Slack time: – It is necessary to remember that there occur only single longest path in the network and the other paths are being shorter than that length or equal to that length. Therefore, the activities and events should be finished before the actually required time. Slack time is referred as the time difference between the required date to fulfill critical path and the scheduled completion date. The event 4 is not on the crucial path in the following figure.
Seven weeks are required to go from event 2 to event 5 on the critical path by taking the route 2, 3, 5. Only four weeks are needed if the route 2, 4, 5 is adopted. Therefore three weeks are required if route 2-4-5 is adopted. Therefore event 4 should begin anywhere between zero to three weeks because it needs two weeks for completion after event 2 is completed. Another use for resources of people, facilities, money and equipment needed to finish event 4 must be searched by the management during these three weeks.
Therefore for resource allocation and scheduling as the critical path is important, because those events that are not on critical path for achievement can be rescheduled by the project manager with the coordination from the functional manager, during other time periods when maximum utilization of resources can be accomplished under the provision that the critical path time is not extended. Better balance of resources throughout the company is provided by this type of rescheduling through the utilization of slack times. Even by eliminating waiting or idle time, project costs may possibly reduce.
The difference between the latest permit able date and the earliest expected data on the basis of the following nomenclature is said to be slack.
TE = the earliest date (time) on which an event can be anticipated to happen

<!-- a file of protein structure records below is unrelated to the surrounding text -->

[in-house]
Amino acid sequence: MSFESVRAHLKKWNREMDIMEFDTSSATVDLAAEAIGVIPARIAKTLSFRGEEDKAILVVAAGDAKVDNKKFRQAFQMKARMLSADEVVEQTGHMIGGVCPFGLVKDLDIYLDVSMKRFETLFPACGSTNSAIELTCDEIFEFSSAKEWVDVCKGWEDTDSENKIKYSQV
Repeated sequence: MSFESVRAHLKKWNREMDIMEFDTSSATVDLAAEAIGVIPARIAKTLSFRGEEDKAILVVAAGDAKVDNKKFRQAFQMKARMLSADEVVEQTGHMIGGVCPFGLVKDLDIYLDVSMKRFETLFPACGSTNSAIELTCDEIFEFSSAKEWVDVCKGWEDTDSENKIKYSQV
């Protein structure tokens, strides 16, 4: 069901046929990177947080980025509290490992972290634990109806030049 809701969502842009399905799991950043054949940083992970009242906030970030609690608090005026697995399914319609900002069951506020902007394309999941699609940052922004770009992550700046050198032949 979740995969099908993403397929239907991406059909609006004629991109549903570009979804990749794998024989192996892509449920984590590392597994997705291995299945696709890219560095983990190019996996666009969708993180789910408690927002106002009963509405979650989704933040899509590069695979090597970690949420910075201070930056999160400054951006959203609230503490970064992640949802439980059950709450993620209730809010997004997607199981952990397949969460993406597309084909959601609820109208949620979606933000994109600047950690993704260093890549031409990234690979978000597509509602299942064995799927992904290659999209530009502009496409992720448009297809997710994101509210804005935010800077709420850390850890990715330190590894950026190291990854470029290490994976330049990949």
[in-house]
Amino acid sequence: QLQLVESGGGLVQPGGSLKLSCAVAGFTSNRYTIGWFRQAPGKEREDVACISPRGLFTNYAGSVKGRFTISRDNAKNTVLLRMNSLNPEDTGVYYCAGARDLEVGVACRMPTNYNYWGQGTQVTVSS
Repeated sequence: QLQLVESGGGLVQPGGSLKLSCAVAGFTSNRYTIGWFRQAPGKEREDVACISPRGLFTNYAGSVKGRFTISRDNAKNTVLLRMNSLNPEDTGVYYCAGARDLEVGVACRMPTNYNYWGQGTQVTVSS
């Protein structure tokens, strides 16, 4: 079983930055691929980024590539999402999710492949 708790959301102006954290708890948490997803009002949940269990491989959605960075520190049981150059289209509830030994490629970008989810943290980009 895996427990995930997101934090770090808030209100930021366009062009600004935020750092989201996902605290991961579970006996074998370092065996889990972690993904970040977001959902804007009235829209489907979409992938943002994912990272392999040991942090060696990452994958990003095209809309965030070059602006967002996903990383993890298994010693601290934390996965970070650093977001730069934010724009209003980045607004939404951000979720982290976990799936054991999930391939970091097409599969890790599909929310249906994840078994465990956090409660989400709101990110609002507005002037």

TL = without extending the completion date of the project, the latest date on which an event can occur
Slack Time = TL – TE
Slack Time Formula & Calculation in Project Management
The calculation for slack time is conducted for every event in the network as shown in the following figure by recognizing the latest starting date and the earliest expected date. TL – TE = 0 for event 1.
The reference point for the network can be served as the event 1 and can be easily specified as a calendar date. Bold line represents the critical path as before. There is no slack (i.e. TL = TE) for the events on the critical path and boundaries for events of noncritical path are also provided. For event 5 TL = TE x 3 + 7 = 10, since event 2 is important one. Critical path is terminated by the event 6 with a completion time of 15 weeks.
The earliest time for event 3 would be two weeks (TE = 0 + 2 = 2), which is not on critical path considering that it started as quickly as possible. By subtracting the time needed to finish the activity from events 3 to 5 from the latest beginning date of event 5 the latest allowable date is acquired.
Due to this fact, TL (for event 3) = 10 – 5 = 5 weeks. Now event 3 may happen anywhere between weeks 2 and 5 without disturbing the planned finishing date of the project. Event 4 can be applied the same procedure in which situation TL = 9 and TE = 6.
A simple PERT network is included in the above mentioned diagram and therefore slack time calculation is not much difficult. The earliest beginning dates should be ascertained by proceeding from start to completion through the network, for complex networks including multiple paths. Similarly by working backward from completion to beginning, the latest allowable beginning date should be calculated.
It should be cleared that the significance of recognizing clearly where the slack persistence cannot be overstated. Better technical performance is permitted by the effective use of the slack time. It is finding by the Donald Marques that organizations that effectively employ slack time were 30% more successful than the average in accomplishing technical needs.
Because of slack times, PERT networks are mostly not plotted with a time scale. There can be a requirement for the planning requirements that the PERT charts be rebuilt with time scales, in which situation a decision should be taken either to wish late or early time requirements for slack variables. The above figure represents this by comparing manpower planning with total program costs. In this figure early time requirements for slack variables are used.